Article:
Self-Parking Revisited (With Video) - 2014 BMW i3 Long-Term Road Test

2014 BMW i3 Long-Term Road Test

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2014 BMW i3 Hatchback: Self-Parking Revisited (With Video)

February 3, 2015

2014 BMW i3 Hatchback

When I last wrote about the self-parking feature in our long term 2014 BMW i3 I only included a photo. A reader named saxdogg said it was "criminal" not to post a video. And some other readers posted their own videos of the i3 parking itself. So, in an effort to atone for my deficiencies we offer this video that shows the i3 parking in three different situations: on a busy street, in a tight space, and parking on the left side of the street.

While making the video I had a lot of chances to get to know this $1,000 parking assistant feature. Here are a few thoughts on the limitations and benefits of this amazing system.

First of all, I stand by my statement that the system is not intuitive. You couldn't just jump in the car and expect to push a button and let the car park itself. You really have to know how to use it, what to expect and understand its limitations.

First, a recap on how BMW's system self-parking system works.

When you want to parallel park, you press and release the park assistant button. Driving forward at speeds of less than 22 mph, the radar sensors will search for a space big enough for the car plus four feet. When it finds an appropriate sized space it will display a "P" on the monitor. You then stop, put on the turn signal (if it isn't already on) and press and hold the park assistant button. The car will park itself (automatically switching between reverse and drive) and control both the accelerator and brake pedals. When it's done, it shifts into park.

The first thing to know is that the car doesn't find a space and display a P until you are well past the parking space. If you are in heavy traffic, you now find yourself with a stack of cars behind you blocking your ability to back into the open space.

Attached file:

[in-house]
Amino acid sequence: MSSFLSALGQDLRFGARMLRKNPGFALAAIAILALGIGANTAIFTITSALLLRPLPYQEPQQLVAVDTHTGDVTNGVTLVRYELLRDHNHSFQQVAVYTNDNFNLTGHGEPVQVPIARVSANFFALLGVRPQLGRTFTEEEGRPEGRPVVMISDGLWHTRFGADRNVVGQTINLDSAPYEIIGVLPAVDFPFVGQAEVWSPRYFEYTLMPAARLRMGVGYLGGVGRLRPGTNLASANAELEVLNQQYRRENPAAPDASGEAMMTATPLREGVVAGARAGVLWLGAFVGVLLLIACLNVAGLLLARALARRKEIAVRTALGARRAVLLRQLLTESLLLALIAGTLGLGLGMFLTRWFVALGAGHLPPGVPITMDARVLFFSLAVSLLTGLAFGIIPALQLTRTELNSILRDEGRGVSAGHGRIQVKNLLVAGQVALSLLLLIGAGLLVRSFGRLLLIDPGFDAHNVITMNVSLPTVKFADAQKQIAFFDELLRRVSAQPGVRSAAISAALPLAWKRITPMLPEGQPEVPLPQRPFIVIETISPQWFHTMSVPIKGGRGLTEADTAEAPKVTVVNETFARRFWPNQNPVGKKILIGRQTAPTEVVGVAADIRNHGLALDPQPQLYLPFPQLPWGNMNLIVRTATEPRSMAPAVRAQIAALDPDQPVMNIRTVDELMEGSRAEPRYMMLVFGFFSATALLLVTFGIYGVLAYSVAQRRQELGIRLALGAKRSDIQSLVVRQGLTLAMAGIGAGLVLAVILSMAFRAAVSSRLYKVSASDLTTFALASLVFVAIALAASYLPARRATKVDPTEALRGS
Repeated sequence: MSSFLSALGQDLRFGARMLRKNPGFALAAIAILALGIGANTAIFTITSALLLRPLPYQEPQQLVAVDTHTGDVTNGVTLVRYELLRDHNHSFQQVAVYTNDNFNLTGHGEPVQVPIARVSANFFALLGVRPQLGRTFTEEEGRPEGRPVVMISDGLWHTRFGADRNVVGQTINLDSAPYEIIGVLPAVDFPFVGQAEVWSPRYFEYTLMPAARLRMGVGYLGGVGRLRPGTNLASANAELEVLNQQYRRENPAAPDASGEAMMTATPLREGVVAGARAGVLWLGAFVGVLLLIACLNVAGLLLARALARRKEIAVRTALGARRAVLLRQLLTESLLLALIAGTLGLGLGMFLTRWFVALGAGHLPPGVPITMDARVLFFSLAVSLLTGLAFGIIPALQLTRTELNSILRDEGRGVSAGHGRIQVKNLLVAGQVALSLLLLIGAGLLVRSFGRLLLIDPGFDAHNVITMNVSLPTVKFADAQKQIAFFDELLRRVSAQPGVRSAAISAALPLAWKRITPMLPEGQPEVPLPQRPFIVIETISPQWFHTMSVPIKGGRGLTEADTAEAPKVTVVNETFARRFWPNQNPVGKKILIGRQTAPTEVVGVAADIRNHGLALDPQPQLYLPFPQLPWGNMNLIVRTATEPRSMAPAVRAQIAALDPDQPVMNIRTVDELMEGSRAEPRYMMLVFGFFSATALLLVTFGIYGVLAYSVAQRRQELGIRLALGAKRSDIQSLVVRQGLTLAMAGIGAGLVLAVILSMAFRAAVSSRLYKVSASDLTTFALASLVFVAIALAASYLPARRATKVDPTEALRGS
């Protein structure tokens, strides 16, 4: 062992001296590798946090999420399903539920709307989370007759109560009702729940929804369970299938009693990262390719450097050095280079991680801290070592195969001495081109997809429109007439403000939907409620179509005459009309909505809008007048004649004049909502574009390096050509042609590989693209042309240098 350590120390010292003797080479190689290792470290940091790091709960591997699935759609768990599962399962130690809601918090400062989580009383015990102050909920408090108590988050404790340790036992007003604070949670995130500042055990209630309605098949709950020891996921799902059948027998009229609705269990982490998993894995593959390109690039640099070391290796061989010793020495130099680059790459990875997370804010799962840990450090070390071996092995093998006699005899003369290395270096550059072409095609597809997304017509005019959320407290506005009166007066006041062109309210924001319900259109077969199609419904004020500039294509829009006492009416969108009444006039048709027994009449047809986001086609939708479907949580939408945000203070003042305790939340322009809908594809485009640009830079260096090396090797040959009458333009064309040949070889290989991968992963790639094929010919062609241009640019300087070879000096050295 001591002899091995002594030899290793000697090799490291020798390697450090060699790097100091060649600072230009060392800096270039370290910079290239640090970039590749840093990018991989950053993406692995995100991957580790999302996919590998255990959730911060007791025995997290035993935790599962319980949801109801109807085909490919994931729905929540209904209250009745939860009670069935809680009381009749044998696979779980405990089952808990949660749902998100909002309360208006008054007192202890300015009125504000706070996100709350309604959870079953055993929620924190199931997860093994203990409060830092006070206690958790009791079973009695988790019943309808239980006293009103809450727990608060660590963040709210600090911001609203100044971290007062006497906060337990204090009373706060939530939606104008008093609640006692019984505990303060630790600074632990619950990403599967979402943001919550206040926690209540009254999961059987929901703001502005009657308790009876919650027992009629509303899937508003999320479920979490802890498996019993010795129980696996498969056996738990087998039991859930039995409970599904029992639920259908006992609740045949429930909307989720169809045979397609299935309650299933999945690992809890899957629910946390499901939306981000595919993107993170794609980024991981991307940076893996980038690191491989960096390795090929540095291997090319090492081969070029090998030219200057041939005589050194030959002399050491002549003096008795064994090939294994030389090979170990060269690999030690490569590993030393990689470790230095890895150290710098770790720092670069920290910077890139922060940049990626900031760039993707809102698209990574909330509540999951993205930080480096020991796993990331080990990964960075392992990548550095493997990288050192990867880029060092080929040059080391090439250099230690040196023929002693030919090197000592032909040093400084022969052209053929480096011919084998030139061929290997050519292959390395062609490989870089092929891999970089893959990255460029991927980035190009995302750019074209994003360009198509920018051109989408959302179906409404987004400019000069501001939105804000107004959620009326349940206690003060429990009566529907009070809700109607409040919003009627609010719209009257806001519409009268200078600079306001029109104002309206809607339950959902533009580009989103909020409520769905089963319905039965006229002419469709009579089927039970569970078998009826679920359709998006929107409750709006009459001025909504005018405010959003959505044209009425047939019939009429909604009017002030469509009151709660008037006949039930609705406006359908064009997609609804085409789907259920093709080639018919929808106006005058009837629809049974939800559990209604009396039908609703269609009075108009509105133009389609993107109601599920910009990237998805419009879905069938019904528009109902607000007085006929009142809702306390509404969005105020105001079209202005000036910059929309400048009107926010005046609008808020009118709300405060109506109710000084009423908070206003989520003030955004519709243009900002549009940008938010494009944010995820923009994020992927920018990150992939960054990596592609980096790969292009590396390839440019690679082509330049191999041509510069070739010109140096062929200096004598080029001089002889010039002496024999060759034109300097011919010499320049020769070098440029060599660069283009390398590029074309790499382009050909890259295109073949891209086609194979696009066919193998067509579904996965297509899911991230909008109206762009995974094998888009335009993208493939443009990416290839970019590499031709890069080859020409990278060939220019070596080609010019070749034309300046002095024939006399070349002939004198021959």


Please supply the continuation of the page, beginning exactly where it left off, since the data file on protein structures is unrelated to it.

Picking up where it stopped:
The solution to this is pretty simple. Instead of relying on the system to find the space, you have to find the space yourself, stop just past it, and then wait for the system to catch up with you, displaying a "P" to show that the space is big enough.

Another problem is that in heavy traffic you find yourself backing up toward cars that are driving toward you. While you feel that the car is in complete control, you still have to monitor traffic. While this might seem obvious to people reading this, I guarantee you that in real-world conditions you find yourself wondering what the car will and won't do. To stop and let traffic pass, you have to take your finger off the parking assistant button, let congestion clear and then begin the process again.

Another big revelation for me is that the manual admits that while self-parking, the car may hit the curb. In fact, this occurred several times, including once when it hit the curb at a very oblique angle and traveled more than a foot, scuffing the side of the tire (but not scratching the wheels). In another situation, the car got halfway into a space and then disconnected, as if throwing up its hands in surrender.

Finally, I have to say that giving up complete control of the car, even for a short time, requires a real leap of faith. Earlier, while using the system with my wife in the car, she flinched and gasped as the nose of the i3 swung into the space, missing the car in front only by inches. For her, and for many others, the stress of being out-of-control might far outweigh the convenience of its service.

After multiple experiments with the parking assistant, I feel more comfortable with the system and will, if the need arises, use it. However, I still feel that using the feature requires understanding and practice before it can be used with confidence.

Philip Reed, Senior Consumer Advice Editor @ 2,156 miles


2014 BMW i3

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